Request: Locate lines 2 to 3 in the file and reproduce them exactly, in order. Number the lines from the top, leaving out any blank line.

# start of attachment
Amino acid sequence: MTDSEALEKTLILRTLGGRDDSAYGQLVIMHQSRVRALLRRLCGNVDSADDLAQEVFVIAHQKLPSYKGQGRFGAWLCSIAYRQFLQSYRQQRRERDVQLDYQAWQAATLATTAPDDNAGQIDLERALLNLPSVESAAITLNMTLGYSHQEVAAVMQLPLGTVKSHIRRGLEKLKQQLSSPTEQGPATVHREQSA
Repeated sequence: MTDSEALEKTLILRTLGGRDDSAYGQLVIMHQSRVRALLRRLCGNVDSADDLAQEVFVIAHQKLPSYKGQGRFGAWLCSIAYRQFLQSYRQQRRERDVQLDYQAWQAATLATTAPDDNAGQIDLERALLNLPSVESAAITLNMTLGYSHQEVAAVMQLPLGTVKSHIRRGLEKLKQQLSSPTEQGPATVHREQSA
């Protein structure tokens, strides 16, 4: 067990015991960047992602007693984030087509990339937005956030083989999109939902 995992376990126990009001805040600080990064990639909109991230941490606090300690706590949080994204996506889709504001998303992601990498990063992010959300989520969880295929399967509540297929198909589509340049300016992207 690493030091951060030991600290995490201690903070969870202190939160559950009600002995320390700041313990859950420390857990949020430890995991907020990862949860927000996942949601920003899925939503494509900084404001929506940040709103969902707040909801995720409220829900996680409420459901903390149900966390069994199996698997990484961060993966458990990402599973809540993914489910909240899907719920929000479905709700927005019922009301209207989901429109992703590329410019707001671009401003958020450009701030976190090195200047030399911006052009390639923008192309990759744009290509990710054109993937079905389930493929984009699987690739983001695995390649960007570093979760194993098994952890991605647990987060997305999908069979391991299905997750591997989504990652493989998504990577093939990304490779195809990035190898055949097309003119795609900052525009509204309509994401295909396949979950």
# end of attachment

Repeated sequence: MTDSEALEKTLILRTLGGRDDSAYGQLVIMHQSRVRALLRRLCGNVDSADDLAQEVFVIAHQKLPSYKGQGRFGAWLCSIAYRQFLQSYRQQRRERDVQLDYQAWQAATLATTAPDDNAGQIDLERALLNLPSVESAAITLNMTLGYSHQEVAAVMQLPLGTVKSHIRRGLEKLKQQLSSPTEQGPATVHREQSA
């Protein structure tokens, strides 16, 4: 067990015991960047992602007693984030087509990339937005956030083989999109939902 995992376990126990009001805040600080990064990639909109991230941490606090300690706590949080994204996506889709504001998303992601990498990063992010959300989520969880295929399967509540297929198909589509340049300016992207 690493030091951060030991600290995490201690903070969870202190939160559950009600002995320390700041313990859950420390857990949020430890995991907020990862949860927000996942949601920003899925939503494509900084404001929506940040709103969902707040909801995720409220829900996680409420459901903390149900966390069994199996698997990484961060993966458990990402599973809540993914489910909240899907719920929000479905709700927005019922009301209207989901429109992703590329410019707001671009401003958020450009701030976190090195200047030399911006052009390639923008192309990759744009290509990710054109993937079905389930493929984009699987690739983001695995390649960007570093979760194993098994952890991605647990987060997305999908069979391991299905997750591997989504990652493989998504990577093939990304490779195809990035190898055949097309003119795609900052525009509204309509994401295909396949979950």